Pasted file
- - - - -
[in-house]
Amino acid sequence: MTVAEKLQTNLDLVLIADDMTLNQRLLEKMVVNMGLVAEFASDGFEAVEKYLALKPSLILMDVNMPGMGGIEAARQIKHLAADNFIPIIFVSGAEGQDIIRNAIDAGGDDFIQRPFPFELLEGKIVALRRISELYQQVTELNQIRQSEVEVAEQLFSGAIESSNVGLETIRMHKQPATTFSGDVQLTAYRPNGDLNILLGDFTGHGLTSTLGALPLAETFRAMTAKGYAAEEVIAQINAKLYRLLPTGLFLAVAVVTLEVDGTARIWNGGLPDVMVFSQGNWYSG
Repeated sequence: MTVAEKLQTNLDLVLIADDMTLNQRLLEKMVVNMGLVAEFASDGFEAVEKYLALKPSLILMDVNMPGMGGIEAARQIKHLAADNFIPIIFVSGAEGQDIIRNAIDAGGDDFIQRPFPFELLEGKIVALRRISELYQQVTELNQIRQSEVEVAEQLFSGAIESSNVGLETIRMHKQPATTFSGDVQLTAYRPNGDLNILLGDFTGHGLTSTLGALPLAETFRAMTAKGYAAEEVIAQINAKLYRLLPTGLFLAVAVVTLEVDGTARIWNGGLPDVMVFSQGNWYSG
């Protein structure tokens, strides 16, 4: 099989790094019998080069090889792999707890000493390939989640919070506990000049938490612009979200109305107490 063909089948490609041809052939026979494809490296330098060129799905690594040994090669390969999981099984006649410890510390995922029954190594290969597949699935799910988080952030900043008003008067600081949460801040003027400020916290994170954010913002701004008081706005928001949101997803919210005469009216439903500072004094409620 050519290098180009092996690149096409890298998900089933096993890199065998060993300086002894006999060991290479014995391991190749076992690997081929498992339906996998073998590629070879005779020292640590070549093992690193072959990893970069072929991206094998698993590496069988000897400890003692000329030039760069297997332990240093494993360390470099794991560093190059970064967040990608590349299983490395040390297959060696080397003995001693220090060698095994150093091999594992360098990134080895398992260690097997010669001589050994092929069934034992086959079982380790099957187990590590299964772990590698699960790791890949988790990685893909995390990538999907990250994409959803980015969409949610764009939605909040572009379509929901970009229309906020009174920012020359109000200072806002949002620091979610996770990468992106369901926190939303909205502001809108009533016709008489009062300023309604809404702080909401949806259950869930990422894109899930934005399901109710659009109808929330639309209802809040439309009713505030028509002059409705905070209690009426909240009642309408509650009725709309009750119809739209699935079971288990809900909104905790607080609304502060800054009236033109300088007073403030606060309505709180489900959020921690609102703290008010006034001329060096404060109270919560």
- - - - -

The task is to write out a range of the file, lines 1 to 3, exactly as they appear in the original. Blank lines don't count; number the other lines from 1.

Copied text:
[in-house]
Amino acid sequence: MTVAEKLQTNLDLVLIADDMTLNQRLLEKMVVNMGLVAEFASDGFEAVEKYLALKPSLILMDVNMPGMGGIEAARQIKHLAADNFIPIIFVSGAEGQDIIRNAIDAGGDDFIQRPFPFELLEGKIVALRRISELYQQVTELNQIRQSEVEVAEQLFSGAIESSNVGLETIRMHKQPATTFSGDVQLTAYRPNGDLNILLGDFTGHGLTSTLGALPLAETFRAMTAKGYAAEEVIAQINAKLYRLLPTGLFLAVAVVTLEVDGTARIWNGGLPDVMVFSQGNWYSG
Repeated sequence: MTVAEKLQTNLDLVLIADDMTLNQRLLEKMVVNMGLVAEFASDGFEAVEKYLALKPSLILMDVNMPGMGGIEAARQIKHLAADNFIPIIFVSGAEGQDIIRNAIDAGGDDFIQRPFPFELLEGKIVALRRISELYQQVTELNQIRQSEVEVAEQLFSGAIESSNVGLETIRMHKQPATTFSGDVQLTAYRPNGDLNILLGDFTGHGLTSTLGALPLAETFRAMTAKGYAAEEVIAQINAKLYRLLPTGLFLAVAVVTLEVDGTARIWNGGLPDVMVFSQGNWYSG